hijab butch blues a memoir

“There are other women like me in the Quran. Women who are uninterested in men, who are born wrong, living lives that are entirely out of their control.”
lesbian love story

Lesbian Love Story: A Memoir in Archives

by Amelia Possanza


“Through 10 years of dating women, I had rarely played the femme. Now, with this lover, I auditioned for a new part in the gendered script. I rolled on tights, clamped shut the buttons down the front of my dress, rewinding a seduction. I clomped my way through Brooklyn and across the bridge to Manhattan in a pair of low-heeled boots, clumsy as a colt. When I arrived at their East Harlem apartment, ankles intact, they lifted me off the ground and carried me into bed.”

it’s totally normal an lgbtqia guide to puberty, sex, and gender

“I started questioning if I was attracted to girls around the age of 9 or 10. I wasn’t really sure until I was around 14, so my preteen years were filled with confusion. Of course, the ‘Am I Gay?’ online quizzes surged in popularity around that time. In hindsight, those quizzes probably made me more confused—most of them asked stereotypical questions like ‘Do you wear a lot of flannels?’ and ‘Do you listen to Lady Gaga?’…The quizzes made me feel like I was faking my ‘identity crisis’ to seem more quirky. I think the fact that we even have to have those sorts of quizzes reflects how heteronormative our culture is—straight people never have to take ‘Am I Straight?’ quizzes.”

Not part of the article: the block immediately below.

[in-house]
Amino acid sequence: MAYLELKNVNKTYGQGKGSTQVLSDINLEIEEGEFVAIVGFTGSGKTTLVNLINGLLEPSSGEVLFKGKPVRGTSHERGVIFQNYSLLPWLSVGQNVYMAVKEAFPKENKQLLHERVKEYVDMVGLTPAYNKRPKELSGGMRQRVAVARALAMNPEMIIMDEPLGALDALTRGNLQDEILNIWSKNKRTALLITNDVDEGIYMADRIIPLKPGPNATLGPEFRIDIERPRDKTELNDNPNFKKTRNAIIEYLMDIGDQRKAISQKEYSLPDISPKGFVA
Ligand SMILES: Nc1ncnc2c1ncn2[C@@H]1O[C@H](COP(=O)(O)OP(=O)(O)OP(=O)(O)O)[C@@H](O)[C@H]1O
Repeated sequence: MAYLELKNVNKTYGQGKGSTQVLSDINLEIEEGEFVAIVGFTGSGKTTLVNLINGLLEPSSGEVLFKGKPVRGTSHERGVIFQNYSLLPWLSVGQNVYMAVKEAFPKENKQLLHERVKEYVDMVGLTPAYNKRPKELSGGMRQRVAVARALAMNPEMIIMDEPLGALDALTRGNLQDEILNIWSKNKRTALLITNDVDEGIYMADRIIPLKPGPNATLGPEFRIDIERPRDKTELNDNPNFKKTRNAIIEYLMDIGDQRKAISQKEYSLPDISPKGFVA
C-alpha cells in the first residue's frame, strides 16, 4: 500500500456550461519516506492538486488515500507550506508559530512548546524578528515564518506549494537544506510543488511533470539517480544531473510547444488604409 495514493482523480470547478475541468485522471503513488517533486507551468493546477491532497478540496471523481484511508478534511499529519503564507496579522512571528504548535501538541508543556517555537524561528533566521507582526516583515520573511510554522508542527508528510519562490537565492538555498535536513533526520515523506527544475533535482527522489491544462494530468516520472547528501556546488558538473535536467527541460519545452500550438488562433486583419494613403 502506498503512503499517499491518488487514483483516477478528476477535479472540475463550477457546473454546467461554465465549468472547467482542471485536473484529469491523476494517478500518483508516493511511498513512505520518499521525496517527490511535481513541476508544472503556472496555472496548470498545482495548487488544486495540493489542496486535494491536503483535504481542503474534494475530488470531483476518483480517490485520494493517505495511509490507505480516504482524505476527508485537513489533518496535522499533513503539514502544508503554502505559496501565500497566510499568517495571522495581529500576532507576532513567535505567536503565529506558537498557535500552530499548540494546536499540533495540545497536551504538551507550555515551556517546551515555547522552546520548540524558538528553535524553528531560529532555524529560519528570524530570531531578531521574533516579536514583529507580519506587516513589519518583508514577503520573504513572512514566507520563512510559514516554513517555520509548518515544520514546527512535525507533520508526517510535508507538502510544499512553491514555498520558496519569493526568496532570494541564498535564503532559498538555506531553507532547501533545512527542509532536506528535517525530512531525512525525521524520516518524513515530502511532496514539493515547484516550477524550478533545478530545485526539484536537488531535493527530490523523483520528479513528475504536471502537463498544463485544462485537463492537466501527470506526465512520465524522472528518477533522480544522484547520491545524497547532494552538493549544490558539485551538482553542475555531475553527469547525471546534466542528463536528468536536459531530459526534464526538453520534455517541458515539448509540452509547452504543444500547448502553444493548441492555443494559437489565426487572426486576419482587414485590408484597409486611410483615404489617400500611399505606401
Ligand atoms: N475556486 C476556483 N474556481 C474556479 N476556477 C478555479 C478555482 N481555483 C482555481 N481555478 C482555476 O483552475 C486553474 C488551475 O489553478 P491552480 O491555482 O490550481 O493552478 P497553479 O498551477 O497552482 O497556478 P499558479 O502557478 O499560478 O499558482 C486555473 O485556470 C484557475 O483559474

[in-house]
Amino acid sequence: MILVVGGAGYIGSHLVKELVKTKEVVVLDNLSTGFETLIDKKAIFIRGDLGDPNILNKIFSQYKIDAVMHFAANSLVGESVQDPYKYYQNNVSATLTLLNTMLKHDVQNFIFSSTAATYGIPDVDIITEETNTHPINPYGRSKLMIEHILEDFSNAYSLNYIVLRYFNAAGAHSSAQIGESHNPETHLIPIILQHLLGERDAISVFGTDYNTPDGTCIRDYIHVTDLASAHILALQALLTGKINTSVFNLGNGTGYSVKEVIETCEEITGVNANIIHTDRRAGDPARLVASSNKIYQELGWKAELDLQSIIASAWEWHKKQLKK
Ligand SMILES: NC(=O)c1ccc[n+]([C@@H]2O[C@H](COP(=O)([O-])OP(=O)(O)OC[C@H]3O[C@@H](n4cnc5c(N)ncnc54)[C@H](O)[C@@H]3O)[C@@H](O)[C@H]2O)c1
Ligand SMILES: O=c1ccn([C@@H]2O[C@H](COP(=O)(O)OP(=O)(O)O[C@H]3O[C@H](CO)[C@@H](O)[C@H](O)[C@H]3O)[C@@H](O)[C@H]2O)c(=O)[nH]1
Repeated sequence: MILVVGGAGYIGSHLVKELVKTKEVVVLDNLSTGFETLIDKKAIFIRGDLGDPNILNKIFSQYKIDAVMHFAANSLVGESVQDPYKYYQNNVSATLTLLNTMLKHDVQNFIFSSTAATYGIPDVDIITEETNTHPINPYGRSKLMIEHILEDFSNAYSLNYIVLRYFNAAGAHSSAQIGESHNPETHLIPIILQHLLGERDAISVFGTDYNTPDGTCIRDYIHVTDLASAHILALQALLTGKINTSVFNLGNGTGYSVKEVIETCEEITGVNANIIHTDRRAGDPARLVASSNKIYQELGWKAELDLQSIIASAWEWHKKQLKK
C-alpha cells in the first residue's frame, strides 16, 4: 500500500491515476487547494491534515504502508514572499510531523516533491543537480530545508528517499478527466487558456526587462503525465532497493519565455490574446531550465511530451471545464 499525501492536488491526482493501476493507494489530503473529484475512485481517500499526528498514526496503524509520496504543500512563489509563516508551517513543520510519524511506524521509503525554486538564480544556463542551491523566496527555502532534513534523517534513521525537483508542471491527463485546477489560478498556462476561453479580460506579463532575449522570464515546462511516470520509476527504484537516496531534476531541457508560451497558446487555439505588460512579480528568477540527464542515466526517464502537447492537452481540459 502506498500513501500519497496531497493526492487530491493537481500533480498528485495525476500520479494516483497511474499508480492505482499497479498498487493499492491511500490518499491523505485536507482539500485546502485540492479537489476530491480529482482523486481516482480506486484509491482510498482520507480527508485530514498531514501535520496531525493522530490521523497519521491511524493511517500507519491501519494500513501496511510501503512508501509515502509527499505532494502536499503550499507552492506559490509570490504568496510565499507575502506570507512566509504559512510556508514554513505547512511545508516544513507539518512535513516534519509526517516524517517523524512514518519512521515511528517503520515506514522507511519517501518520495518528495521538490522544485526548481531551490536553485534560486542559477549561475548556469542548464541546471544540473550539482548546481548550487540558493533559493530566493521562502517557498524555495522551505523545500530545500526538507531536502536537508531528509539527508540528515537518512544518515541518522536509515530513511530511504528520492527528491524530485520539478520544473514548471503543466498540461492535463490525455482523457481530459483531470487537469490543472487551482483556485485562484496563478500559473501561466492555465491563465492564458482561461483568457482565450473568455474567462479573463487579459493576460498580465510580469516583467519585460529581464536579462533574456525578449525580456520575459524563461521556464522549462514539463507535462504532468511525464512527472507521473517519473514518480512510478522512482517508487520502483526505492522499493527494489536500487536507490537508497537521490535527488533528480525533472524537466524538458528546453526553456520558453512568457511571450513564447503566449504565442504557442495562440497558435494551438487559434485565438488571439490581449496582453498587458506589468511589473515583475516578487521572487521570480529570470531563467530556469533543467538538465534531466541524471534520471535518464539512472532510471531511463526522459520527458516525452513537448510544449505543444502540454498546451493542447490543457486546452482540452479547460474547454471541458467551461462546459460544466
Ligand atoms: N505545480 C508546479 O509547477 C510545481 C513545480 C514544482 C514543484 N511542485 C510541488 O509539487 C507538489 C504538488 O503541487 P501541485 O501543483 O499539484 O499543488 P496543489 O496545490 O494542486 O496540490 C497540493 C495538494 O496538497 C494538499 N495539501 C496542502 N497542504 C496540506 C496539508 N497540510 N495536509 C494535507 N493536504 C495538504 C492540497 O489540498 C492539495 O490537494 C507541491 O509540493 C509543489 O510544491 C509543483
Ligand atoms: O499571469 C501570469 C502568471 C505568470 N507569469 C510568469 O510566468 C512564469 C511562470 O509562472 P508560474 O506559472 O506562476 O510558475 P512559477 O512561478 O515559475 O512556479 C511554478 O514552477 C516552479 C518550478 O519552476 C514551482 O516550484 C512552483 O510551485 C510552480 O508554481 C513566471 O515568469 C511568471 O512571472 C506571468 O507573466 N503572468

It’s Totally Normal!: An LGBTQIA+ Guide to Puberty, Sex, and Gender

by Monica Gupta Mehta and Asha Lily Mehta

$18 at bookshop

brown neon essays

“She declared to me that she would be my father. And I, her son….Big Poppa was a dapper butch dandy—someone who fought long and hard to own that identity….The butchness between us was ultimately a feeling of recognition that granted us language and confidence despite the generation between us.”
to name the bigger lie a memoir in two stories

“Coming out is a question of self knowledge, but it also is a means of speaking a self into existence. It requires honesty, and yet it’s one of the few instances in which we rarely blame the speaker if he or she lies. We say we understand if you lie, but what we mean is that we understand why you would.”

To Name the Bigger Lie: A Memoir in Two Stories

by Sarah Viren

$26 at bookshop

horse barbie a memoir

Amazon Prime

Horse Barbie: A Memoir

by Geena Rocero

$26 at bookshop